Equity prices remain under pressure at the start of December, putting a question mark for the hope of a Yuletide rally. It’s been a rotten year for investors in most asset classes; equity markets are down on the year, as are bond prices. Commodities have taken a beating, and the expectation that yield in a low income environment would offer protection, has in many cases failed to cover against capital losses. None more so than in the oil and mining sector. Despite management convicted reassurances that the dividend remains sacrosanct, investors still appear to price in a strong possibility of dividend cuts.
The sharp move in commodity prices downwards during a period when the global economy is supposed to be growing, if only slowly, feels almost unheralded. The collapse in the oil price over the past 12 months was completely unpredicted, even by the industry, one feels. It’s amazing how one’s bias tends to ignore the obvious, only to call the ultimate event a black swan. In the case of oil, it was increased production, reduced demand from a combination of subdued economic growth and technological advancements, all of which was well known. Like all corrections it came swift and painfully. Despite the vast correction in the price, the International Oil Agency still predicts little increase in demand in the coming year.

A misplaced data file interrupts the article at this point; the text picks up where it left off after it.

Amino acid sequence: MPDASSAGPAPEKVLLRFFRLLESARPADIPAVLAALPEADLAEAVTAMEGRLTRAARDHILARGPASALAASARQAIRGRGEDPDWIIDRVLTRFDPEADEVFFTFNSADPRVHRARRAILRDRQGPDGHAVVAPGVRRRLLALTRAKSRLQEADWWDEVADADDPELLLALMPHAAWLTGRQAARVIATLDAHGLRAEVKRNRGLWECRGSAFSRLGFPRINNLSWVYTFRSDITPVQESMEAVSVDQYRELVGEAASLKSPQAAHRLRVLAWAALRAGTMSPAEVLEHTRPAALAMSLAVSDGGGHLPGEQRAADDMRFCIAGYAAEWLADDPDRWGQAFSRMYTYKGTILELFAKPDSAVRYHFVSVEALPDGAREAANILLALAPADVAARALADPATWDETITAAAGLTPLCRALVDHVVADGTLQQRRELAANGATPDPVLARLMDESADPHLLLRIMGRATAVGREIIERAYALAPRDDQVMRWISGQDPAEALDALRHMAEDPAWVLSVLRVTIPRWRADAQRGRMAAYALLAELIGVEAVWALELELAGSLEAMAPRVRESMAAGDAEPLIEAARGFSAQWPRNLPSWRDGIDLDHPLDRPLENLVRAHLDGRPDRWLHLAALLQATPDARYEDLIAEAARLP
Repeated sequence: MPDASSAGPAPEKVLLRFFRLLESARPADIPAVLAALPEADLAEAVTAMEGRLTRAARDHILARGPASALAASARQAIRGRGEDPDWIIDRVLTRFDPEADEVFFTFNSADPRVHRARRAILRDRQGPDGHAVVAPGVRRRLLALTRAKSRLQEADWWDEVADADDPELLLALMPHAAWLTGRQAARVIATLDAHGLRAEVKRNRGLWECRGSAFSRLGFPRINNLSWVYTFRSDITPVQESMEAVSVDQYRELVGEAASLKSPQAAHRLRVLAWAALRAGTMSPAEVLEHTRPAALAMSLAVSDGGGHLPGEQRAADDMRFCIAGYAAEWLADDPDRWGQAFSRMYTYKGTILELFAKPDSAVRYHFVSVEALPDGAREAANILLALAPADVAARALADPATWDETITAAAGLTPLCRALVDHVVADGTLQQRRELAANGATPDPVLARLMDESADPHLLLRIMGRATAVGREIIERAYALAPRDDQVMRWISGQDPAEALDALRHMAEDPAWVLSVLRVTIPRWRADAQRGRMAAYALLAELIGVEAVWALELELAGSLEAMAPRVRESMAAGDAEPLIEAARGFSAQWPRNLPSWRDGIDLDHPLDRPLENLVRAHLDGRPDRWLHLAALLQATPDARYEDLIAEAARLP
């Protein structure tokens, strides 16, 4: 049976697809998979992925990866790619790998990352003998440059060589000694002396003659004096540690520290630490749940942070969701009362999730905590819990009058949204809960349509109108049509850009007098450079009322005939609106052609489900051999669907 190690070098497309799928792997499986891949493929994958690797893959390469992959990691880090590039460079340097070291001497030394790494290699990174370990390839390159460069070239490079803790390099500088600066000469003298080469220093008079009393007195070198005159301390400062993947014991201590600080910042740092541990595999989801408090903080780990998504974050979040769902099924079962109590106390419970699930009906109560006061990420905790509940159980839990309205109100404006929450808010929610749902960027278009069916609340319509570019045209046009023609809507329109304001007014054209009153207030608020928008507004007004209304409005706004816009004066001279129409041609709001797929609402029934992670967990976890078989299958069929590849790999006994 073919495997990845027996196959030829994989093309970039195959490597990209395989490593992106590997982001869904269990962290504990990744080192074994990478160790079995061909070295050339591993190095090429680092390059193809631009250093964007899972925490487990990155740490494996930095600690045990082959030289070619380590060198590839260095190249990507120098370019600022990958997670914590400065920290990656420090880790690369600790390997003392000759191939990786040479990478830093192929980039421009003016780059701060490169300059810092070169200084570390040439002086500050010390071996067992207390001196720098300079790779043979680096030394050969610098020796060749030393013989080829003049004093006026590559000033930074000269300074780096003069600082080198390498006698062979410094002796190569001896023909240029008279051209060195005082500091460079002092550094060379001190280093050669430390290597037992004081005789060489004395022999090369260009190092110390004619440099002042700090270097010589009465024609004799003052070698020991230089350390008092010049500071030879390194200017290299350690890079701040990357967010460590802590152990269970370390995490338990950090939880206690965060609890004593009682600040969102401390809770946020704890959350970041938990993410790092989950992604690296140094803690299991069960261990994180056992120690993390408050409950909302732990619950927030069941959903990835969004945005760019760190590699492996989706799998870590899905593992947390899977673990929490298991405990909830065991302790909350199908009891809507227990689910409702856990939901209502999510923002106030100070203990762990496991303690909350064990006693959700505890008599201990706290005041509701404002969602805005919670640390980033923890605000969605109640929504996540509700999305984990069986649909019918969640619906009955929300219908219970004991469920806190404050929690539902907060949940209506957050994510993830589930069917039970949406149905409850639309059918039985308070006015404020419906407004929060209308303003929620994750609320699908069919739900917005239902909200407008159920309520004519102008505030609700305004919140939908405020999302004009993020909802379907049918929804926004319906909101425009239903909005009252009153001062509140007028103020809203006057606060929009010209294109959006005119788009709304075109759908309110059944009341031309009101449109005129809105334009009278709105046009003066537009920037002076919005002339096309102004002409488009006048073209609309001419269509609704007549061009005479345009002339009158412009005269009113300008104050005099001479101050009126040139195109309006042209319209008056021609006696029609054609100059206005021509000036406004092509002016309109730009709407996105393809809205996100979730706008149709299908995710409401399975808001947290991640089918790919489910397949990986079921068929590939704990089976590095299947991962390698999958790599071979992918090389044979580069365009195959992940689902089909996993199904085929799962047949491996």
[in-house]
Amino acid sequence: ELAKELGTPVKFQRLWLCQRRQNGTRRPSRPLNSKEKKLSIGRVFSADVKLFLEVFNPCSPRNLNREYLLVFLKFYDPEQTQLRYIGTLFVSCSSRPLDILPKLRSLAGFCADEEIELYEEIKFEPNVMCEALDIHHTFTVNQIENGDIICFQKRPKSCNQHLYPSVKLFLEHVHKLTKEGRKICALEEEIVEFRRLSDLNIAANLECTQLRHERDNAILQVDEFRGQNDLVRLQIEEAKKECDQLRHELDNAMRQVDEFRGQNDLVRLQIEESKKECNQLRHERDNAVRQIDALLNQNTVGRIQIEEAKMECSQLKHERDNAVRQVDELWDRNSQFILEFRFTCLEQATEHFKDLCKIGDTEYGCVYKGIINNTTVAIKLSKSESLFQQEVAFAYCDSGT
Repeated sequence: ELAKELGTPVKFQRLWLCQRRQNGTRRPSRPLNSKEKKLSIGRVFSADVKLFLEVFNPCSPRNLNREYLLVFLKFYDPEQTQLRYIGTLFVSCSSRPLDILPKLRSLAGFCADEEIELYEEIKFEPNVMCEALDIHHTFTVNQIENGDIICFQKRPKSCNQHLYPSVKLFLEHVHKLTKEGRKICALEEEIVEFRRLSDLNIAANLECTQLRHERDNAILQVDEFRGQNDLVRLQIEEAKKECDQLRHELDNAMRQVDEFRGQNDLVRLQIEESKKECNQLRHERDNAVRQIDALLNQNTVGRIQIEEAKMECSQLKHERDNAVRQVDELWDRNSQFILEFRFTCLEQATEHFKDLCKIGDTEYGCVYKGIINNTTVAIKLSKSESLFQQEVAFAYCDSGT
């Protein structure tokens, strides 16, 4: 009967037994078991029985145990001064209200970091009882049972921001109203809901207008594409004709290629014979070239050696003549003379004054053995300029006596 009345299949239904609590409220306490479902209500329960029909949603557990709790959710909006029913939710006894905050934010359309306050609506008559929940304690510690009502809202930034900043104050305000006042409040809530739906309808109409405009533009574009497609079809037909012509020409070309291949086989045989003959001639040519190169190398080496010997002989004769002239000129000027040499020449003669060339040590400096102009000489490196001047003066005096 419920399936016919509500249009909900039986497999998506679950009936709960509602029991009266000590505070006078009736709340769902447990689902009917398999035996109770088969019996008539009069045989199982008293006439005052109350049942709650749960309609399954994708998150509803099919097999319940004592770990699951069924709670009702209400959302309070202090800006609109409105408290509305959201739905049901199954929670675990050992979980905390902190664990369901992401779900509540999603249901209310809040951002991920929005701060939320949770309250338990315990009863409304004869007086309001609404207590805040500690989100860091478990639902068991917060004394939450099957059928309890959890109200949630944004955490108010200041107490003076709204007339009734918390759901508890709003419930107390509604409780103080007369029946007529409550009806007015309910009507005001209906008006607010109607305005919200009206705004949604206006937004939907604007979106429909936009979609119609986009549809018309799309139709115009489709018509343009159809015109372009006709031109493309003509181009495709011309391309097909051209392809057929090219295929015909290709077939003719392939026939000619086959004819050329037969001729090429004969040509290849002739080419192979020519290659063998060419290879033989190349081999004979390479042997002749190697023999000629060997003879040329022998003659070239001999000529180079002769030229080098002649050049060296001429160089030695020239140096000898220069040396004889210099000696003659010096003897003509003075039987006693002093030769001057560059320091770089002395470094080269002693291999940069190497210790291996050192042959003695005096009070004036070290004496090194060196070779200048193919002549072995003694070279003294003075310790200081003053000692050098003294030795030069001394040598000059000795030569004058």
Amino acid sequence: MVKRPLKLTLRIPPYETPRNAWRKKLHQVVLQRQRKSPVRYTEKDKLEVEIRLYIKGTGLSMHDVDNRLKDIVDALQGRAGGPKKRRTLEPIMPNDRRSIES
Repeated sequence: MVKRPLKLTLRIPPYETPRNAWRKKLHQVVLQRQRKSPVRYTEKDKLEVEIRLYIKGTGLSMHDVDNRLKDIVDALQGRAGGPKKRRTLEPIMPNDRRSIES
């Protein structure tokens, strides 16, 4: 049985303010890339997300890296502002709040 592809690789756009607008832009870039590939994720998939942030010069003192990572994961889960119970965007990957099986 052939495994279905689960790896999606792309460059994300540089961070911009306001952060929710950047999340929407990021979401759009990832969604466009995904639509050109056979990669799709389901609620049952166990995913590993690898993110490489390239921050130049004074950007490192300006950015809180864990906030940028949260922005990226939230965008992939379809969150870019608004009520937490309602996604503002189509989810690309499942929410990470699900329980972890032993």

High yield credit is down over 4%, since the start of the year. If equity markets are to stabilize then high yield debt has to recover. It is well documented that a bull market starts with credit recovery and ends with credit prices falling. Equity valuations are taken from the credit market.
To add further worries, the FT reported this week that over a trillion dollars of corporate debt has been downgraded this year, as defaults climb to post crisis high’s. S&P cut four of the US largest banks credit rating in the past week, on fears the US government will not bail them out again should another crisis occur.
Next week Janet Yellen and the rest of the Federal Reserve have all but committed to raising interest rates, in the backdrop to these developments. They appear to be basing their decision on the increasing strength of the labour market. Apparently prepared to ignore the recent weak manufacturing data and signs the service sector could also follow.
We discussed earlier this week a Tom Stevenson piece on consensus views. The consensus is currently that next week’s hike (should it come) will be followed by further gentle rises. Non consensus is that at the beginning of 2016 the Fed will be discussing undoing next week’s potential rate rise.